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East Morgan County Hospital Kitchen and Dining, Brush, Colorado

November 2016
EDAC Advocate Firm Project
EMCH Kitchen, Paul Brorkering, May 2015

Davis Partnership Architects



Firm's role on the project:  Planning, Programming, Architecture, Design, Interiors
 

 

EBD Goal 

To create a dining area that would serve as a hub in the local community, with an adjoining kitchen designed for peak efficiency.


Overview

East Morgan County Hospital (EMCH) is a critical access hospital. This was an expansion project to support the growth of this rural community.


Challenge 

The existing kitchen and dining space was remotely located from the main entrance, had limited natural daylight, and was too small. EMCH’s vision was to create a welcoming space that would provide respite from the stress that patients and families encountered and a place for staff to recharge during breaks. The kitchen staff needed an efficient space to support food preparation and serving without workarounds or bottlenecks and adequate space with clear separation of food preparation and cleaning functions.

EMCH Kitchen Current State



To identify user group goals and work towards a solution, the team realized that looking at spaces two-dimensionally was difficult for staff to visualize and hindered their engagement in decision-making. An alternate means for confirming and testing design concepts was necessary to gather input and gain buy-in.
 

EMCH Kitchen Future State



Solution 

In the early design phase, Davis Partnership referenced literature for optimizing the seven flows in healthcare environments and applied them to kitchen and dining settings. Additional research on the stress-reducing benefits of nature views became a guiding principle for the project. The initial plan, created with the kitchen staff’s input, was analyzed against the seven flows and showed major flow conflicts.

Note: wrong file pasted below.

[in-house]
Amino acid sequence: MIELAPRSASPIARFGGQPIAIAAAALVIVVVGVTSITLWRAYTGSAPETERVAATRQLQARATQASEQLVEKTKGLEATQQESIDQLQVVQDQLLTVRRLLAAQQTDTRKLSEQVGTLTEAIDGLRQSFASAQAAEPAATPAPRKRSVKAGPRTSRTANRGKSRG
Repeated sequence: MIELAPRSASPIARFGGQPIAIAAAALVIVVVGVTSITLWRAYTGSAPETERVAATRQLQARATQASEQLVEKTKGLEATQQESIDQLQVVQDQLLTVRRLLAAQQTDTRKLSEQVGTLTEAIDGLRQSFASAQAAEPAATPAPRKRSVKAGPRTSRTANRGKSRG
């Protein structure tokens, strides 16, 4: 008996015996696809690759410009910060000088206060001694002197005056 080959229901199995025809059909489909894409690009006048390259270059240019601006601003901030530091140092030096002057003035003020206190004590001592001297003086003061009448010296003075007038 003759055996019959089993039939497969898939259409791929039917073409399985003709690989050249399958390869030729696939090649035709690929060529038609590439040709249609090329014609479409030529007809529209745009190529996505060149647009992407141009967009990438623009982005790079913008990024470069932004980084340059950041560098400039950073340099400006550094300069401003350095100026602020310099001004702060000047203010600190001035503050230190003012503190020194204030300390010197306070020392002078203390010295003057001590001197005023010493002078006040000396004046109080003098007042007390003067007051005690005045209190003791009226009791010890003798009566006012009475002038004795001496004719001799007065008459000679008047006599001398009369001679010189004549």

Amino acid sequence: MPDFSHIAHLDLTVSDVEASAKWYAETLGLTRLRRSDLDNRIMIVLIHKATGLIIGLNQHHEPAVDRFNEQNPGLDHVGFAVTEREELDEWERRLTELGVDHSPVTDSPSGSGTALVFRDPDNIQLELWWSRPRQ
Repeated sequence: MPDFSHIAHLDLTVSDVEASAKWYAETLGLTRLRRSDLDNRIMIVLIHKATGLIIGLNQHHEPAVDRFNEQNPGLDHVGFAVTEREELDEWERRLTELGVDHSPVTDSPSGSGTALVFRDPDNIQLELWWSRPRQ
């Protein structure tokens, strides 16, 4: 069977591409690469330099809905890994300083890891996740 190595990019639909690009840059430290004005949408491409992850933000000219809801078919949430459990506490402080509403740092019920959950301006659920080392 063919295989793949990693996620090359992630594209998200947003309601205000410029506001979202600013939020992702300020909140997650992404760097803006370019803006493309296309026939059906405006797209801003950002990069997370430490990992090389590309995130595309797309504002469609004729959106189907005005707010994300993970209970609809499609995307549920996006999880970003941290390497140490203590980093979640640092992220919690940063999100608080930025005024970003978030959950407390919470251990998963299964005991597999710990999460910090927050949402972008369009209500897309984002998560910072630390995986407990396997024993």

The team used Rapid Prototyping to aid the staff in visualizing and understanding departmental flows. This event included the interdisciplinary team: kitchen staff, supply chain staff; community members; hospital and Banner Health management teams; care providers; and design, engineering, and construction team members. There was one simple ground rule: everyone had an equal voice in the process. This was an excellent tool for “just-in-time” research, when published research is lacking to quickly inform design.

Over two days, a full-scale cardboard mock-up was built so the users could role-play, examine inefficiencies, and easily make adjustments in real time. The mock-up was continually manipulated until the efficiency goals and ideal staff and visitor flows were achieved and agreed upon by all participants.

The solution is an open dining area that is parallel to a galley-style kitchen. A serving counter runs lengthwise between the spaces bringing them together visually, while maintaining a distinct separation for streamlined “onstage and offstage” flow. No cross-traffic allows visitors to enjoy a peaceful, comfortable dining experience. The kitchen is organized for optimum efficiency with clean storage on one side and dishwashing on the other with dedicated entry points for these functions to eliminate bottlenecks and possible cross-contamination.

The spacious dining area is flooded with natural light with views of the outdoor patio and garden, easily accessible from the main hospital entry and nursing unit. Patients, family members, staff, and even general community members use the new dining area as if this space always existed as the heart of the community.



 



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